According to a new study, eating a nutritious plant-based diet is linked to a lower risk of diabetes
The European Association for the Study of Diabetes (EASD) journal Diabetologia published new research that found that people who eat healthy plant-based foods like fruits, vegetables, nuts, coffee, and legumes have a lower risk of developing type 2 diabetes (T2D). People who eat healthy plant-based foods have a lower risk of developing T2D.
The study, which aimed to identify metabolite profiles associated with various plant-based diets and investigate possible associations between those profiles and the risk of developing T2D, was conducted by Professor Frank Hu and colleagues from the Harvard T.H. Chan School of Public Health’s Department of Nutrition in Boston, Massachusetts.
All the large numbers of substances found in various diets, as well as the complex diversity of molecules made as those compounds are broken down and converted for use by the body, are metabolites. Because foods have different chemical compositions, an individual’s metabolite profile should mirror their diet.
Recent improvements in high-throughput metabolomics profiling have ushered in a new era of nutritional study. The full examination and identification of all the various metabolites contained inside a biological sample is referred to as “metabolomics.”
Type 2 diabetes accounts for over 90% of all diabetes cases, and it is a huge health threat all over the world. In less than two decades, the number of people who have the disease has more than quadrupled around the world. In 2000, there were about 150 million people who had the disease, but by 2019, there were more than 450 million people who had it, with a projected rise to 700 million people by 2045.
T2D’s worldwide health impact is exacerbated by the disease’s various consequences, both macrovascular (such as cardiovascular disease) and microvascular, which affect the kidneys, eyes, and neurological system.
Unhealthy diets, being overweight or obese, genetic susceptibility, and other lifestyle factors such as a lack of exercise are the primary causes of diabetes. Plant-based diets, particularly those that are high in high-quality foods such as whole grains, fruits, and vegetables, have been linked to a lower incidence of T2D, although the underlying mechanisms are yet unknown.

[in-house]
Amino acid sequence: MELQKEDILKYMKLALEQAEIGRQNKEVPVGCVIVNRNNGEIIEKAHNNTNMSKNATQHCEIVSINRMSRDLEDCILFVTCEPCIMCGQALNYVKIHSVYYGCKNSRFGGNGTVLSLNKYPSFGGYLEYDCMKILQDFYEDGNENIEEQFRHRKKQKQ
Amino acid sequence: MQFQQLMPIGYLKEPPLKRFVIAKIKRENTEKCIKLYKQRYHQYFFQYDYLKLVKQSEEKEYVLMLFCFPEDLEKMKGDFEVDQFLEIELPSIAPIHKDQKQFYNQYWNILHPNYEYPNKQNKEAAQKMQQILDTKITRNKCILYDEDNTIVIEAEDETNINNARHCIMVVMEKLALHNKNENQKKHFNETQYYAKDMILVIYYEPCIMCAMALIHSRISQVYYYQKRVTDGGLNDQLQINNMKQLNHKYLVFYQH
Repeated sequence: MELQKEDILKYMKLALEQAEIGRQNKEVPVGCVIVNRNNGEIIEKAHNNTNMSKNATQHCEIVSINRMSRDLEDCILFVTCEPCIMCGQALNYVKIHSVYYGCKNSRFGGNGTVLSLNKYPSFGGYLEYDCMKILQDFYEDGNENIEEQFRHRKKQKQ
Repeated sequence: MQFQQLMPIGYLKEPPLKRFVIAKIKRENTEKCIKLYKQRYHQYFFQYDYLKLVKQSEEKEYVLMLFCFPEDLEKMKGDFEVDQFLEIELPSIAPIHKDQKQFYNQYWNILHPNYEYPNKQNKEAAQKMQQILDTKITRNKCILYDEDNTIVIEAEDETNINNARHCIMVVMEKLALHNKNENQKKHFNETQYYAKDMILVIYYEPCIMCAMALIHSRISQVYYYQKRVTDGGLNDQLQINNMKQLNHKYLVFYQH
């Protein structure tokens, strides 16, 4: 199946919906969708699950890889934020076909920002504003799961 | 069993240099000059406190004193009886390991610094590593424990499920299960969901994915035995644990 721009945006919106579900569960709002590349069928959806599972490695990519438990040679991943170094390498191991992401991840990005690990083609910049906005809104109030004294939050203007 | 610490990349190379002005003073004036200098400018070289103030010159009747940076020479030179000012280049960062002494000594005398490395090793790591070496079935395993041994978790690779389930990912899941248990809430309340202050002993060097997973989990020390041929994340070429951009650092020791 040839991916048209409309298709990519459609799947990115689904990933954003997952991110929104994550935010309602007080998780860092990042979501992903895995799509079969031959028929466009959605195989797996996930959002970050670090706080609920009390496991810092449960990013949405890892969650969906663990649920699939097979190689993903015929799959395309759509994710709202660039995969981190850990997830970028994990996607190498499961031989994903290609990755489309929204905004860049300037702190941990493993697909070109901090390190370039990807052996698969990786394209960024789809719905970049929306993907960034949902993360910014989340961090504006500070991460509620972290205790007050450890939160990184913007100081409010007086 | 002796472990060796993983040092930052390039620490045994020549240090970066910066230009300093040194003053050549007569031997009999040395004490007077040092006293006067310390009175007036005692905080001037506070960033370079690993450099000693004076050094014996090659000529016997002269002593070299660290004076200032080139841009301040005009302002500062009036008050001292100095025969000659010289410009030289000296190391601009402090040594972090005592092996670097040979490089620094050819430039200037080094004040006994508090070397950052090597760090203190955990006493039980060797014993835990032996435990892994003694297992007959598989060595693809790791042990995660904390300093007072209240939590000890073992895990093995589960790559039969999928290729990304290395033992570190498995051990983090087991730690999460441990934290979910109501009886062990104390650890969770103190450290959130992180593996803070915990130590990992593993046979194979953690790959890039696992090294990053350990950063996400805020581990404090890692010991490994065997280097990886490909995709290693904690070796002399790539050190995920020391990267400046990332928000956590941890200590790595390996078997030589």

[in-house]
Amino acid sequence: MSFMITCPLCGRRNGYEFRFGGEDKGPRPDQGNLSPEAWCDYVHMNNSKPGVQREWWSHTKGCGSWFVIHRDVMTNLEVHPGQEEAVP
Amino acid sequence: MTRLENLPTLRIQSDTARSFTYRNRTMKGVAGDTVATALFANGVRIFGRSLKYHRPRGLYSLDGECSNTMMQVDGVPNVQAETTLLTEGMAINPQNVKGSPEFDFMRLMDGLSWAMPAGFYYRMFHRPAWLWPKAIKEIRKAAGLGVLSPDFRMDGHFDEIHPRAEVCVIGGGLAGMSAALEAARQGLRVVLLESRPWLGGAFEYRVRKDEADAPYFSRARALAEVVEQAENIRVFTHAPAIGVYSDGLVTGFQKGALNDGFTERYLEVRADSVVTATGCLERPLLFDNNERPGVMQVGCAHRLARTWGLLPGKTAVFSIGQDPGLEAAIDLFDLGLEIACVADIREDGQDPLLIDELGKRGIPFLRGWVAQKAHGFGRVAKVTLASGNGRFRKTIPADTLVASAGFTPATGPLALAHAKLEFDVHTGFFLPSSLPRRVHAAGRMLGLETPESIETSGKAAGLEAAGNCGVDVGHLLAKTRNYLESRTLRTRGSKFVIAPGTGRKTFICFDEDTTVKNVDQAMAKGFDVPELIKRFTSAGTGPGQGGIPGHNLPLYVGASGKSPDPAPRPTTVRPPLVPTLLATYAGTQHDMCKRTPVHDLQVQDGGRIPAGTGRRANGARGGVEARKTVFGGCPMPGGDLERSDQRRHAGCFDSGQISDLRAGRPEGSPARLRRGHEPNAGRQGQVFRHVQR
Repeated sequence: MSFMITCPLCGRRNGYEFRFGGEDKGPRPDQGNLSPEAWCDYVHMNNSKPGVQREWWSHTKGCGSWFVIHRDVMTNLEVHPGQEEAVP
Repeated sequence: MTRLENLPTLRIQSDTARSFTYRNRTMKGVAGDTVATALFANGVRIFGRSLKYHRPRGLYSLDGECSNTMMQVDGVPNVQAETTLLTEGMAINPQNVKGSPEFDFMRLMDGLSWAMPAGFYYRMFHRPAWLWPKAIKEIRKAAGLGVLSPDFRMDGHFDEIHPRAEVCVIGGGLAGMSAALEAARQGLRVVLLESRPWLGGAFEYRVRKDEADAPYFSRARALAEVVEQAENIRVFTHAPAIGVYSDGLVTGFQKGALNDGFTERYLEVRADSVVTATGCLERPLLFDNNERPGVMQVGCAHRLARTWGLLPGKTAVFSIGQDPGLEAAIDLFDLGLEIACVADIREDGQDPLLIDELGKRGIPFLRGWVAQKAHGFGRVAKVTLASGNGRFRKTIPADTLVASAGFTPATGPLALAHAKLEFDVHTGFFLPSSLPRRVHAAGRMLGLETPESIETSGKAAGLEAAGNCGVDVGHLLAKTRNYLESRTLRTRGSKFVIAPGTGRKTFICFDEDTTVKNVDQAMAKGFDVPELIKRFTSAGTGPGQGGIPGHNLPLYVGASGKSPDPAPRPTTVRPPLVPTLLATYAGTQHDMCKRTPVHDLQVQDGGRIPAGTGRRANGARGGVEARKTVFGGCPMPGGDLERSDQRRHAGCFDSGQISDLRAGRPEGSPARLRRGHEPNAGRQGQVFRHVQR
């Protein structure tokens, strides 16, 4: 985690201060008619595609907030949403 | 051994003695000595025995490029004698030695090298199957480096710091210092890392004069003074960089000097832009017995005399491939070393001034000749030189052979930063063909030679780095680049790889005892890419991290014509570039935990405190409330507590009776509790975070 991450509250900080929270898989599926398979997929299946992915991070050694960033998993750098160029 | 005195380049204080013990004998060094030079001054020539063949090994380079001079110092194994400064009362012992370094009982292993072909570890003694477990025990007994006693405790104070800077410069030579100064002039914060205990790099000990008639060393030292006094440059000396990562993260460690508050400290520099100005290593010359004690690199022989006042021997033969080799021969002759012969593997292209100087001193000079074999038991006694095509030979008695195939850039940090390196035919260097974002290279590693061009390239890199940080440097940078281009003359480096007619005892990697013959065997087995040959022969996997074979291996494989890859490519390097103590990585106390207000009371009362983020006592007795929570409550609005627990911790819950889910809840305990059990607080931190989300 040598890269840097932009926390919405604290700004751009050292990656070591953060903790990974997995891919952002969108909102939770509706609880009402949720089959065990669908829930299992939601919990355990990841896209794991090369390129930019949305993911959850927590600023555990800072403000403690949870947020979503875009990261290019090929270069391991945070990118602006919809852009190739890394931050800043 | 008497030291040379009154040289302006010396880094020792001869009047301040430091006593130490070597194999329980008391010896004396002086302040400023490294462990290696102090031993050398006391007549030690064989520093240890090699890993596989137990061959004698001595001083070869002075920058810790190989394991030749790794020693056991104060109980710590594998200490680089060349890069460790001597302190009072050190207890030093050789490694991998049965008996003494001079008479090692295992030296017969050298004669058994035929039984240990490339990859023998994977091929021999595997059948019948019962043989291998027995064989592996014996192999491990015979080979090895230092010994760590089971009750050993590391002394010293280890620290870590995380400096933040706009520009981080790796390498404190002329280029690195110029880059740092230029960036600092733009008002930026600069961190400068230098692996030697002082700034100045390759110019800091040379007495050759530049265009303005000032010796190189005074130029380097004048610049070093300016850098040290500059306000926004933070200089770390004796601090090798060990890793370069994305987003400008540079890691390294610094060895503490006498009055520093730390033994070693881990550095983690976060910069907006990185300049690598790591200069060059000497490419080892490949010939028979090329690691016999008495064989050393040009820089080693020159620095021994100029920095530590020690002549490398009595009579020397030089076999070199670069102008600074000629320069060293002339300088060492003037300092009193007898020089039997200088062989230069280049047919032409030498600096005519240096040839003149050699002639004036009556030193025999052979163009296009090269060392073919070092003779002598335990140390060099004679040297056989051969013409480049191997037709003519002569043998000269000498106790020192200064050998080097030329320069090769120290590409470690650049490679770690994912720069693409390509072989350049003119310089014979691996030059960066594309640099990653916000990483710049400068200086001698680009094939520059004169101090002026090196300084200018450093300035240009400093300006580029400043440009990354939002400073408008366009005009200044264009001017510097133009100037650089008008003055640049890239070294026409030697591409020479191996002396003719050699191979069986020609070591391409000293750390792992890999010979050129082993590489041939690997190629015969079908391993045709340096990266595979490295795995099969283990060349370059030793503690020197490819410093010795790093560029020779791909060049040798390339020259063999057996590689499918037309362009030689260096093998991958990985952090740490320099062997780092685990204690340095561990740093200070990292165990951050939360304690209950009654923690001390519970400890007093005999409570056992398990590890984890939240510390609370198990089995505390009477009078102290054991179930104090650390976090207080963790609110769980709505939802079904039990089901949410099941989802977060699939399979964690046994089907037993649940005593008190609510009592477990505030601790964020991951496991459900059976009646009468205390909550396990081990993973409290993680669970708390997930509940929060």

Blood plasma samples and food consumption of 10,684 people from three prospective cohorts (Nurses’ Health Study, Nurses’ Health Study II, and Health Professionals Follow-up Study) were analyzed by the researchers. The majority of the participants were white, middle-aged (mean age, 54 years), and had a BMI of 25.6 kg/m2.
Participants in the study completed food frequency questionnaires (FFQs) that were assessed based on their adherence to one of three plant-based diets: an overall Plant-based Diet Index (PDI), a healthy Plant-based Diet Index (hPDI), or an unhealthy Plant-Based Diet Index (UPDI) (uPDI).
Healthy plant foods (whole grains, fruits, vegetables, nuts, legumes, vegetable oils, and tea/coffee); unhealthy plant foods (refined grains, fruit juices, potatoes, sugar-sweetened beverages, and sweets/desserts); and animal foods (animal fats, dairy, eggs, fish/seafood, meat, and miscellaneous animal-based foods) were used to create diet indices.